• Here's a first take on the "Copier Machine" function of the O&C module. Essentially it is a 64 stage analog shift register. It has a single input and 4 outputs. The freeze function and index mode have both an input and a toggle as controls. They are added internally, so if either is high the function is selected. When freeze is low, each clock captures the value present at the "o" input and shifts the previous value into the next register stage. The sixty-fourth value is shifted out and lost. The index knob controls which stages of the register are presented at the outputs. It has two modes of operation. When index mode is low, the output number is multipled by the index value to determine the offset into the register. An index of 1 outputs stages 1, 2, 3, 4. An index value of 4 selects stages 4, 8, 12 and 16. An index value of 8 selects 8, 16, 24, and 32 etc. When the index mode is high the index value selects the offset so an index of 1 selects 1, 2, 3, 4 and an index value of 6 selects 6, 7, 8, 9 etc.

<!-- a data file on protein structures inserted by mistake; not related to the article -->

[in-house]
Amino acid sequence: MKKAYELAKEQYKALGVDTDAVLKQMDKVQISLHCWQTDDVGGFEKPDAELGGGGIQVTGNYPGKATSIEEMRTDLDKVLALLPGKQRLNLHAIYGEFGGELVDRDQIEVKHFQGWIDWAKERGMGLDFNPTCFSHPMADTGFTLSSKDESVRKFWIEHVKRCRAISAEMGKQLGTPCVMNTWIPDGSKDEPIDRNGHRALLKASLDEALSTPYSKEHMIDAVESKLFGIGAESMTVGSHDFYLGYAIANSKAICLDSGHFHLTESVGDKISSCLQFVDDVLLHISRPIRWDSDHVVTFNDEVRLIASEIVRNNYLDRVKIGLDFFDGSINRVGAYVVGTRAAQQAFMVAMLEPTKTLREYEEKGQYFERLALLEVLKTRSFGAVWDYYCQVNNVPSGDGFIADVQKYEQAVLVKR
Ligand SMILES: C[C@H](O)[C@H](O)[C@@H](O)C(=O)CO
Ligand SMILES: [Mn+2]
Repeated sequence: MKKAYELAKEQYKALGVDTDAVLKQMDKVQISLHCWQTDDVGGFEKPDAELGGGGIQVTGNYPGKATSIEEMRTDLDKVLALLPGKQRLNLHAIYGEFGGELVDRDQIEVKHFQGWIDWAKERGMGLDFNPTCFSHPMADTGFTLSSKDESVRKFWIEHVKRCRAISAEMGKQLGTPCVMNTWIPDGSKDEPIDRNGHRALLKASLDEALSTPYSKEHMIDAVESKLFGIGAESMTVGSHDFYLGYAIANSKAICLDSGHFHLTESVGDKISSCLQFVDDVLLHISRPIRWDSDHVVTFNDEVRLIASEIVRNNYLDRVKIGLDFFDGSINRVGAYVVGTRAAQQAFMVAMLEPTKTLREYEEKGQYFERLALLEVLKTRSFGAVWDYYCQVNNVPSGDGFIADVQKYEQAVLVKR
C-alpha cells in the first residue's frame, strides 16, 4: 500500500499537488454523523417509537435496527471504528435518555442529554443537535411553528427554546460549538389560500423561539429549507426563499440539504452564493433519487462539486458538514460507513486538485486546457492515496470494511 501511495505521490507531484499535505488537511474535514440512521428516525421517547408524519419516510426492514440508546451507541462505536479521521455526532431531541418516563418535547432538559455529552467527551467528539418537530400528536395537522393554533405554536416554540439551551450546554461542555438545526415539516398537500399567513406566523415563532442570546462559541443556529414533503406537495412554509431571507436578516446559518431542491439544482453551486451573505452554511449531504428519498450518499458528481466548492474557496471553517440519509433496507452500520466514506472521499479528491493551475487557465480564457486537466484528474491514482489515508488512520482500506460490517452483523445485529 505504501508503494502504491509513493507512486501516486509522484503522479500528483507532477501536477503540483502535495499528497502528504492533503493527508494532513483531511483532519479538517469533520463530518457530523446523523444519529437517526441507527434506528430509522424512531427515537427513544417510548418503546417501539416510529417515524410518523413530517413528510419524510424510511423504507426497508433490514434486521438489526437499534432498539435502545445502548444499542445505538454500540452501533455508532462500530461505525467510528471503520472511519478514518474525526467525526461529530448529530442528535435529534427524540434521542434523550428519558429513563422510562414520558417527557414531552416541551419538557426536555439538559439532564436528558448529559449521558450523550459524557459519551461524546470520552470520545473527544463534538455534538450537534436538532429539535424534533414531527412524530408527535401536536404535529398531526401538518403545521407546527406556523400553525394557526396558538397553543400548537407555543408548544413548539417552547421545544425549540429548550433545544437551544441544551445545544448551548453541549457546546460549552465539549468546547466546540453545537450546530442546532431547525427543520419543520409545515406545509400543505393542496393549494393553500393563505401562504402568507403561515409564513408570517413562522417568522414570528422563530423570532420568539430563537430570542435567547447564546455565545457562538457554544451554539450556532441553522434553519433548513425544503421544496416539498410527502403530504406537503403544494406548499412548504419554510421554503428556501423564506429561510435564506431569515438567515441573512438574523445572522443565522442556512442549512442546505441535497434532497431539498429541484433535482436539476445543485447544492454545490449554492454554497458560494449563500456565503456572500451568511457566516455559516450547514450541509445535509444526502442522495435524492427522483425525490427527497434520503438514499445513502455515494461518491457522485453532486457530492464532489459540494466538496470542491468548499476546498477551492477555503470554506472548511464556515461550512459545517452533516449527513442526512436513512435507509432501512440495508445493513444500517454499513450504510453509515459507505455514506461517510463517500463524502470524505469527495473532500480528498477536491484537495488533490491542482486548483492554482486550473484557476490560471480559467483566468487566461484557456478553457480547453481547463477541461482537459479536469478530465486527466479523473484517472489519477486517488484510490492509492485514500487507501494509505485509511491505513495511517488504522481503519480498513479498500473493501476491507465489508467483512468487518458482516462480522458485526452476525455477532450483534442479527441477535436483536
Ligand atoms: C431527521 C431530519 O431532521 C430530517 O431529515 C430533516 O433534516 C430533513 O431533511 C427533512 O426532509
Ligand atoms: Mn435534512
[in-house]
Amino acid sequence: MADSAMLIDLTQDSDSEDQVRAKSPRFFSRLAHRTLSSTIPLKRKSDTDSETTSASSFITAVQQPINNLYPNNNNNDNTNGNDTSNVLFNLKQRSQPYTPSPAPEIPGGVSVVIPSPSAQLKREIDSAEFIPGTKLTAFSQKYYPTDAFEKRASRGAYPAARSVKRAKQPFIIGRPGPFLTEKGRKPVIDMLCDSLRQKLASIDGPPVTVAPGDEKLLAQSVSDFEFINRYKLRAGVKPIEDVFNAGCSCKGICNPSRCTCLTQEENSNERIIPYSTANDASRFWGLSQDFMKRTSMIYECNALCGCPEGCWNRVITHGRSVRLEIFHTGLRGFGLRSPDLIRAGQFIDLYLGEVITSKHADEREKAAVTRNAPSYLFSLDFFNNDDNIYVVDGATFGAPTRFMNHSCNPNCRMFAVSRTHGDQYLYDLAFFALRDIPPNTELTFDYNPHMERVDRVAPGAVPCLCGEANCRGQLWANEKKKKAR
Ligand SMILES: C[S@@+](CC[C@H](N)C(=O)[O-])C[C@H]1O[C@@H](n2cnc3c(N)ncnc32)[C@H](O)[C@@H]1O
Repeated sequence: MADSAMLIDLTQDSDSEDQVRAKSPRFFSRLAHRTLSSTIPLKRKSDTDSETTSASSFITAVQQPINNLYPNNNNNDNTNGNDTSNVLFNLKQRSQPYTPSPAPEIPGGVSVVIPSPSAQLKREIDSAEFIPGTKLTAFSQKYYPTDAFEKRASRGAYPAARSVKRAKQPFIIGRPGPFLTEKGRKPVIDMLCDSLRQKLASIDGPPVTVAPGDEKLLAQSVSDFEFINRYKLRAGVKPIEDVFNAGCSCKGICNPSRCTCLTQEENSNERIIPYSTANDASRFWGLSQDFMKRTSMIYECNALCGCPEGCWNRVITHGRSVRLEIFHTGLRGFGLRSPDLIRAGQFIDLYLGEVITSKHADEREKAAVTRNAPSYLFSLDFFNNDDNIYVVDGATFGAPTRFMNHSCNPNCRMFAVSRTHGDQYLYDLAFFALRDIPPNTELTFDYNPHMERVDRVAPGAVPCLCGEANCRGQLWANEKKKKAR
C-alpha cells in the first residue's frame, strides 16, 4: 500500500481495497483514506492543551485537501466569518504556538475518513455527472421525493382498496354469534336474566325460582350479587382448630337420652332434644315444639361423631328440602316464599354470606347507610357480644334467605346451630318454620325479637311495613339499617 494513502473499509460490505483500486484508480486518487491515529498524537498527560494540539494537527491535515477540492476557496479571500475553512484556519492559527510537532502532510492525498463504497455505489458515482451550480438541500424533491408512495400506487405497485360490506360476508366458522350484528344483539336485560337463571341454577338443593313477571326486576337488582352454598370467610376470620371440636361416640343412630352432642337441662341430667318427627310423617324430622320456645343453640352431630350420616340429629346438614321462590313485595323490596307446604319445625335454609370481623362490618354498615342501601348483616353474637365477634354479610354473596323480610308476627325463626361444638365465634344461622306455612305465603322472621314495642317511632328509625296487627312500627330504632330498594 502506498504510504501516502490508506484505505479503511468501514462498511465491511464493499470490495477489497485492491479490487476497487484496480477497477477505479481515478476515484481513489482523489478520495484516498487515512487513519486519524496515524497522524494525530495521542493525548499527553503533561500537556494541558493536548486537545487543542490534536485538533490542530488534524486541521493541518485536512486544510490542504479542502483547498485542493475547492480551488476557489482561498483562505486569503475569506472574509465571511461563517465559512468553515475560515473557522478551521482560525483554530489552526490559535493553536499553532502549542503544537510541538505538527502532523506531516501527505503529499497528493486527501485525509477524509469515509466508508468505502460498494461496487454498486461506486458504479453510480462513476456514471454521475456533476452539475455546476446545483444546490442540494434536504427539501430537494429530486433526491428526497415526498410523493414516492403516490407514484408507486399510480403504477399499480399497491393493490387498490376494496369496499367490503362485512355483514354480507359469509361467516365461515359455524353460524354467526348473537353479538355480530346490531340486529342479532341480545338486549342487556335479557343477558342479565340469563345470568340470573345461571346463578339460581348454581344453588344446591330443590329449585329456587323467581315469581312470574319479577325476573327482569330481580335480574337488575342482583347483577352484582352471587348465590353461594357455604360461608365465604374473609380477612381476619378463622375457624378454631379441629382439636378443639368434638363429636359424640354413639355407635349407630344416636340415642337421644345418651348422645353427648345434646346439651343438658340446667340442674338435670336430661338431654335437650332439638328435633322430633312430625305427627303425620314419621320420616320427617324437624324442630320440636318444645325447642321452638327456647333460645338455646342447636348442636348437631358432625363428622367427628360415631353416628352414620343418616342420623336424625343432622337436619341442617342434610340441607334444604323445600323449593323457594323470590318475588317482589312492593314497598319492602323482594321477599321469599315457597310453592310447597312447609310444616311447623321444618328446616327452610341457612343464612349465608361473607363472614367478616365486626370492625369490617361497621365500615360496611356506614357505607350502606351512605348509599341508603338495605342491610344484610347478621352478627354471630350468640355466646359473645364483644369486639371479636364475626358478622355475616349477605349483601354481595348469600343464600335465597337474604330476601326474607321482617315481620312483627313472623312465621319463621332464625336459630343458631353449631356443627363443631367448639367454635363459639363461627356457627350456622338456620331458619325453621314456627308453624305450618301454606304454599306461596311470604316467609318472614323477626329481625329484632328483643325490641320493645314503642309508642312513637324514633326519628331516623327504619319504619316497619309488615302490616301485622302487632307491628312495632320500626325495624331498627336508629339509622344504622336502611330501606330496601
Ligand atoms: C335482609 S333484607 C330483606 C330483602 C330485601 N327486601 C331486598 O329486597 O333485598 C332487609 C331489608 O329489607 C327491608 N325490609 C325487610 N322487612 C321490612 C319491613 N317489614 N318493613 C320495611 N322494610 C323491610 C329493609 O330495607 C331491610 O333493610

When freeze is high, the register stops acquiring new samples and recirculates the buffer. The buffer length is controlled by the length knob and ranges from 4 to 64.

    The original module also incorporates a very sophisticated scale quantizer with multiple scales, and a variety of internal sources for the input. One of the sources is a Turing machine linear digital shift register, so I chose to demo the module using an existing Audulus Turing machine. I used external scale quantizers to keep the module complexity down.
    I originally constructed a 256 stage register, but the CPU load was getting a bit out of hand. I later simplified the underlying shift register design quite a bit, so it would probably be possible to extend it to 128 or 256 if it seemed worthwhile.